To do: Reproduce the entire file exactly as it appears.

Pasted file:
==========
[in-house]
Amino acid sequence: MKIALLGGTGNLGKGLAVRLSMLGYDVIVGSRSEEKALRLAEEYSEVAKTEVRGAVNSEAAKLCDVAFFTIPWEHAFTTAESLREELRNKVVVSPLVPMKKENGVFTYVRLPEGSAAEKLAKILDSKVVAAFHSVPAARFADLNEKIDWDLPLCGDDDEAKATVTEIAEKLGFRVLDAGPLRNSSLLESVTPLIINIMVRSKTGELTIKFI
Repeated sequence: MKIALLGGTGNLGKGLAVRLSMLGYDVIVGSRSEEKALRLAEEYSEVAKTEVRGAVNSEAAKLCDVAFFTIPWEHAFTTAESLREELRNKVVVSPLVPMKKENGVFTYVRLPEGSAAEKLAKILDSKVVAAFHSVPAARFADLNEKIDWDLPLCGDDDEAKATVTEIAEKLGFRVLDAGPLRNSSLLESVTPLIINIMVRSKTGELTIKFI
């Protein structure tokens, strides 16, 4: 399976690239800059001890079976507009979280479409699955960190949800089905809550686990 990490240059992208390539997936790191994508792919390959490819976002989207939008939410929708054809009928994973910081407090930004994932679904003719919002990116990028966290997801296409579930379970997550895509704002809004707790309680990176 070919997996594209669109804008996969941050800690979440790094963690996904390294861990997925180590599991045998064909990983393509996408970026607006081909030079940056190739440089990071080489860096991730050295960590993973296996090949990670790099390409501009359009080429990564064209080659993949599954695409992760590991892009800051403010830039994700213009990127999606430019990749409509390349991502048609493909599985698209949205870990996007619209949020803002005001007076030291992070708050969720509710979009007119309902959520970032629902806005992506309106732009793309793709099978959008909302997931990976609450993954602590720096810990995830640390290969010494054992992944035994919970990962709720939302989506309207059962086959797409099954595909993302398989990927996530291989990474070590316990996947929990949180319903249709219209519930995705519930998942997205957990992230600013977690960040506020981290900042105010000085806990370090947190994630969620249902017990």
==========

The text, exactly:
[in-house]
Amino acid sequence: MKIALLGGTGNLGKGLAVRLSMLGYDVIVGSRSEEKALRLAEEYSEVAKTEVRGAVNSEAAKLCDVAFFTIPWEHAFTTAESLREELRNKVVVSPLVPMKKENGVFTYVRLPEGSAAEKLAKILDSKVVAAFHSVPAARFADLNEKIDWDLPLCGDDDEAKATVTEIAEKLGFRVLDAGPLRNSSLLESVTPLIINIMVRSKTGELTIKFI
Repeated sequence: MKIALLGGTGNLGKGLAVRLSMLGYDVIVGSRSEEKALRLAEEYSEVAKTEVRGAVNSEAAKLCDVAFFTIPWEHAFTTAESLREELRNKVVVSPLVPMKKENGVFTYVRLPEGSAAEKLAKILDSKVVAAFHSVPAARFADLNEKIDWDLPLCGDDDEAKATVTEIAEKLGFRVLDAGPLRNSSLLESVTPLIINIMVRSKTGELTIKFI
């Protein structure tokens, strides 16, 4: 399976690239800059001890079976507009979280479409699955960190949800089905809550686990 990490240059992208390539997936790191994508792919390959490819976002989207939008939410929708054809009928994973910081407090930004994932679904003719919002990116990028966290997801296409579930379970997550895509704002809004707790309680990176 070919997996594209669109804008996969941050800690979440790094963690996904390294861990997925180590599991045998064909990983393509996408970026607006081909030079940056190739440089990071080489860096991730050295960590993973296996090949990670790099390409501009359009080429990564064209080659993949599954695409992760590991892009800051403010830039994700213009990127999606430019990749409509390349991502048609493909599985698209949205870990996007619209949020803002005001007076030291992070708050969720509710979009007119309902959520970032629902806005992506309106732009793309793709099978959008909302997931990976609450993954602590720096810990995830640390290969010494054992992944035994919970990962709720939302989506309207059962086959797409099954595909993302398989990927996530291989990474070590316990996947929990949180319903249709219209519930995705519930998942997205957990992230600013977690960040506020981290900042105010000085806990370090947190994630969620249902017990």